We Do Not Want an HIV Vaccine

My recent post about the “Cheating” poster campaign in Uganda has had some comments here and on facebook. Earlier today I read the comments posted on line at The Monitor in reply to its piece on the same hotly debated issue.

Up front I want to say that I agree, such messaging does need to be tested and the issues it raises are complex and multifaceted.

HIV prevention is a matter about which people quickly form strong views, often influenced by personal faith, world views and perspectives on morality. President Museveni often states how he would prefer Ugandans to either Abstain or Be faithful, and that he is not in support of HIV prevention campaigns that are focused on the promotion of Condoms or male circumcision,(this e.g. in The Monitor from his end of year message).

The argument made is that such promotion leads to increased infidelity and even promiscuity. So if I encourage you to use condoms, that mere encouragement will cause you to have more sexual relationships. It is the same argument that I’ve heard against providing family planning education to teenagers, because that will then lead them to start having sex, which they wouldn’t do if we didn’t mention family planning.

I think that such arguments are somewhat flawed. I agree that society could be healthier if more of us remained faithful to our life-long partner(s). I admire those that do so and would wish for more, but the reality is very different. Can one prove that increased infidelity, or promiscuity, has resulted from HIV prevention and family planning campaigns? If we take such an argument to its logical conclusion then we would not want to see an HIV vaccine developed, and made widely and freely available, because that would certainly cause all those vaccinated to become promiscuous.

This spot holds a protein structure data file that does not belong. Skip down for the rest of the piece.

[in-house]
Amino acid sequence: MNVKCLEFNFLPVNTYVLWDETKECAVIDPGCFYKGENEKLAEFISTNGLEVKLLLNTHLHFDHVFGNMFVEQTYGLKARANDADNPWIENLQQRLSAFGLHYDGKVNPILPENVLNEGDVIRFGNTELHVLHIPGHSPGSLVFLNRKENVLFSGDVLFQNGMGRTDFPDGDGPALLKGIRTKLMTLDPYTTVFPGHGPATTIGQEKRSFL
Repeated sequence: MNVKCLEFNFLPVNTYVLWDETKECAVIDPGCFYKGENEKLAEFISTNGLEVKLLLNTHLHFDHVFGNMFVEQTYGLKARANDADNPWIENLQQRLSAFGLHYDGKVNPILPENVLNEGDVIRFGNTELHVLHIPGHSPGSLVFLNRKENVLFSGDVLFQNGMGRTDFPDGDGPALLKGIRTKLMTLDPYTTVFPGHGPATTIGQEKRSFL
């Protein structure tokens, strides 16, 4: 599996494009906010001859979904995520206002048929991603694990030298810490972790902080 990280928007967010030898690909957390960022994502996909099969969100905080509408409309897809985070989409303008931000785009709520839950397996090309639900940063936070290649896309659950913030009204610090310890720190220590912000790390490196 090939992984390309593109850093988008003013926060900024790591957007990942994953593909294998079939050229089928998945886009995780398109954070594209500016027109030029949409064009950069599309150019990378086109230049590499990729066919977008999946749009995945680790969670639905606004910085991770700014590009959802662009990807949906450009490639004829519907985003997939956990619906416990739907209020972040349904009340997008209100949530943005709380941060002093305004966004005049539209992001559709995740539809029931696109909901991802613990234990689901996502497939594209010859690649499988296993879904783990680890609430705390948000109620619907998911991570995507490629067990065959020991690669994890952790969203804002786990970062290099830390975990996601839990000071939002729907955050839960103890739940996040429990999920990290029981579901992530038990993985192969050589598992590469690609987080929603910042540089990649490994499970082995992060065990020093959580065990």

So how should we balance the need to prevent the rising tide of HIV infections, more than 560,000 new infections each year, against the possible causation effect of increased infidelity and promiscuity? Public health policies are meant to consider good for society as a whole; I’m not so sure that we should be overlaying these with our individual faith and world views, but rather we should remain objective and evidence-based. I could of course be wrong and I would really be interested in reading any research that you know of that discusses how such campaigns influence behaviour, for good or for bad.

About Kevin Duffy

Interim Management and Consulting - Global Healthcare Development. Kevin has over ten years of senior management experience in the delivery of healthcare services in Africa and South Asia. His current focus is on the strategic development of policy, guidance, and tools to help healthcare organisations achieve sustainable impact – balancing the need to become financially sustainable, with the mission of ensuring equitable access to affordable healthcare services.
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